In conclusion, our study shows that for both childhood and COVID-19 vaccinations, the rumors around the vaccines are not a significant driver of the insufficient adherence to vaccination. Efforts to promote child vaccination should focus on the organization of the vaccination sessions, friendliness of the health workers, and improving the explanations provided to the parents. Promotion of COVID-19 vaccination should focus on the erroneous ideas about the presence and the toll of the disease in the country, not on the rumors around vaccines, part of the so-called infodemic. Our findings and conclusions, and the communication recommendations based on these, are most likely applicable to all sub-Saharan Africa.

REFERENCES

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    Peckeu-Abboud L et al., 2022. Drivers of routine and outbreak vaccination uptake in the western Democratic Republic of Congo: an exploratory study in ten health zones. Vaccines (Basel) 10: 1066.

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    Bobo FT , Asante A , Woldie M , Dawson A , Hayen A , 2022. Child vaccination in sub-Saharan Africa: increasing coverage addresses inequalities. Vaccine 40: 141150.

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    Institut National de la Statistiques and Utica International , 2022. Enquête nationale sur la fécondité et la mortalité des enfants de moins de cinq ans 2021. Niamey, Niger: Institut National de la Statistiques; Columbia, MD: Utica International.

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  • 4.

    Solís Arce JS et al., 2021. COVID-19 vaccine acceptance and hesitancy in low- and middle-income countries. Nat Med 27: 13851394.

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    Faye SLB , Krumkamp R & Doumbia S et al., 2022. Factors influencing hesitancy towards adult and child COVID-19 vaccines in rural and urban West Africa: a cross-sectional study. BMJ Open 12: e059138.

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    Wonodi C , Obi-Jeff C , Adewumi F , Keluo-Udeke SC , Gur-Arie R , Krubiner C , Jaffe EF , Bamiduro T , Karron R , Faden R , 2022. Conspiracy theories and misinformation about COVID-19 in Nigeria: implications for vaccine demand generation communications. Vaccine 40: 21142121.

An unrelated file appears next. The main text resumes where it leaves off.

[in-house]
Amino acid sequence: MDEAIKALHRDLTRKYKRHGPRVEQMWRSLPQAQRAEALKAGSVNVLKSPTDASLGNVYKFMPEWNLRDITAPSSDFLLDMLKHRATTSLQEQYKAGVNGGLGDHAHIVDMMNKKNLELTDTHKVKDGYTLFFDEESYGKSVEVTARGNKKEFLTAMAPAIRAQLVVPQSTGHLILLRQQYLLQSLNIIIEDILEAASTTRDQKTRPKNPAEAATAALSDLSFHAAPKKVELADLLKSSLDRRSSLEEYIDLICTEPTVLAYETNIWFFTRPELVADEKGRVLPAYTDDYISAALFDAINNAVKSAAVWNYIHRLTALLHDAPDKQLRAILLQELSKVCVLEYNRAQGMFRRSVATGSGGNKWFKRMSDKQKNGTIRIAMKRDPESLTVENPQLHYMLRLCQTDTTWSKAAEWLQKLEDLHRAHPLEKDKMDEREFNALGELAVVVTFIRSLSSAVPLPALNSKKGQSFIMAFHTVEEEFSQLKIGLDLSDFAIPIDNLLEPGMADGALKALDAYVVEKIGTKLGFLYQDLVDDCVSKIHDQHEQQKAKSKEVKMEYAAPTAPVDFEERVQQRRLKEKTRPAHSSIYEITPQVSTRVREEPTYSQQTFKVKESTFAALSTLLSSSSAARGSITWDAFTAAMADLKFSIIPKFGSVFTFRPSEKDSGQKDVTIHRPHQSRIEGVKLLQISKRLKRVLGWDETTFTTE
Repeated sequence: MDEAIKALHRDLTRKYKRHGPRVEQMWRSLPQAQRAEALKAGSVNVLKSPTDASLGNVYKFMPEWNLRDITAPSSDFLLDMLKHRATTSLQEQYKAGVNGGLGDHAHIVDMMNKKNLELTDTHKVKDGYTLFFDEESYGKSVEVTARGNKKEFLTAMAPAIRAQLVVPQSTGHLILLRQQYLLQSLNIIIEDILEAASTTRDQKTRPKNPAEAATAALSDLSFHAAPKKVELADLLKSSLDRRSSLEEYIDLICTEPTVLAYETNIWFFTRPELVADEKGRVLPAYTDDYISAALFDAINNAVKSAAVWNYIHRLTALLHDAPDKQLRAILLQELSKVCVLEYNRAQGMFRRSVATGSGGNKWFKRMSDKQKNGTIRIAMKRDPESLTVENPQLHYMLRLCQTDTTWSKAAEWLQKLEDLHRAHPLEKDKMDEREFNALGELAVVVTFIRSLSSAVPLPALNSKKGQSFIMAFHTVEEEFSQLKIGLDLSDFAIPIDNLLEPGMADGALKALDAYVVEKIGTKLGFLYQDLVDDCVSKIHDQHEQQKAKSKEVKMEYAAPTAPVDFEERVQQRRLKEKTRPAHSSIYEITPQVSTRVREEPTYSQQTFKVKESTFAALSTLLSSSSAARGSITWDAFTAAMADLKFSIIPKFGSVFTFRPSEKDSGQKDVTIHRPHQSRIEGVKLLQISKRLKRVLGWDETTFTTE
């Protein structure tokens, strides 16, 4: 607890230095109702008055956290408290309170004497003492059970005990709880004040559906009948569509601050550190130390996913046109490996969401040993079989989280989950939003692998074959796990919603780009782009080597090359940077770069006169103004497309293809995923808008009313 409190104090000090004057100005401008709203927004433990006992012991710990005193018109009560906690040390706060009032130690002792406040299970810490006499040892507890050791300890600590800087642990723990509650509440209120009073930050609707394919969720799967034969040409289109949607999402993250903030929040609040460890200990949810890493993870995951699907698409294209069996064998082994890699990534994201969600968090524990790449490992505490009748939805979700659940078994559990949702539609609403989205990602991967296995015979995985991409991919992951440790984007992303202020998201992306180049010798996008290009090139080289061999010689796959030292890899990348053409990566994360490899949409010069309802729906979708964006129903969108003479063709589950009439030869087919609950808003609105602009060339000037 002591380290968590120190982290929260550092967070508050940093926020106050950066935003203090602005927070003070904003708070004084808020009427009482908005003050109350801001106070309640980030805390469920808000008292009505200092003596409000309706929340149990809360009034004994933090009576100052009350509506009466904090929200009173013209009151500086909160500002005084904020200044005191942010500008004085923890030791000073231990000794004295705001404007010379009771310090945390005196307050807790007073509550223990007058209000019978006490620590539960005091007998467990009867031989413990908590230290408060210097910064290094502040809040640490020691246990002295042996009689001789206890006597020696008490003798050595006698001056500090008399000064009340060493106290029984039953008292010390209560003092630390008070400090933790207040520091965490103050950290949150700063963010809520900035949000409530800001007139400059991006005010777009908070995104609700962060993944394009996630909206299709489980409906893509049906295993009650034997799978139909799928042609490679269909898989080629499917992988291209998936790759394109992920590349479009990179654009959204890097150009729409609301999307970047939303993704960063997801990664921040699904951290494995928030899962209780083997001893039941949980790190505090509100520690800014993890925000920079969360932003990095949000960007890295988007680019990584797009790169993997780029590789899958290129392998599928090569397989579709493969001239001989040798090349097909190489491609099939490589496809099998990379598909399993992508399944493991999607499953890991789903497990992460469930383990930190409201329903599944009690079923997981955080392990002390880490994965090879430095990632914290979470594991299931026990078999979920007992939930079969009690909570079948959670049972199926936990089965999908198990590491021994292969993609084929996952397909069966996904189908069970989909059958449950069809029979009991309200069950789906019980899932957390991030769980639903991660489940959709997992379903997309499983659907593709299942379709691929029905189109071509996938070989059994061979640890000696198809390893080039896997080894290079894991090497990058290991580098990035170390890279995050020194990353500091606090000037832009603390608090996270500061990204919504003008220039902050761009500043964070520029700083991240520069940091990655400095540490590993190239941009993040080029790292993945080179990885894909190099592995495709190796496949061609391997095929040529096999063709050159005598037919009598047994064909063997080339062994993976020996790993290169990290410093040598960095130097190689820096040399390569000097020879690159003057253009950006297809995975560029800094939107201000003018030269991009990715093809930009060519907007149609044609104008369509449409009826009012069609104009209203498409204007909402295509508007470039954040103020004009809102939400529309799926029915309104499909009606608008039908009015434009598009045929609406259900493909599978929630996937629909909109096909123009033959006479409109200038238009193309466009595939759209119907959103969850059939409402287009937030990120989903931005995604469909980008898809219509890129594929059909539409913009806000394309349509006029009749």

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    Seytre B , 2023. Vaccine refusal: a major, underestimated obstacle for the Poliomyelitis Eradication Initiative. Am J Trop Med Hyg 109: 69.

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    Pugliese-Garcia M , Heyerdahl LW , Mwamba C , Nkwemu S , Chilengi R , Demolis R , Guillermet E , Sharma A , 2018. Factors influencing vaccine acceptance and hesitancy in three informal settlements in Lusaka, Zambia. Vaccine 36: 56175624.

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    Lewis HC et al., 2022. SARS-CoV-2 infection in Africa: a systematic review and meta-analysis of standardised seroprevalence studies, from January 2020 to December 2021. BMJ Glob Health 7: e008793.

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    Cabore J et al., 2022. COVID-19 in the 47 countries of the WHO African region: a modelling analysis of past trends and future patterns. Lancet Glob Health 10: e1099e1114.

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    World Health Organization , 2022. Global Excess Deaths Associated with COVID-19. Available at: https://www.who.int/data/sets/global-excess-deaths-associated-with-covid-19-modelled-estimates. Accessed October 15, 2023.

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  • 12.

    Wang H et al., 2022. Estimating excess mortality due to the COVID-19 pandemic: a systematic analysis of COVID-19-related mortality, 2020–21. Lancet 399: 15131536.

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    • Export Citation
  • 13.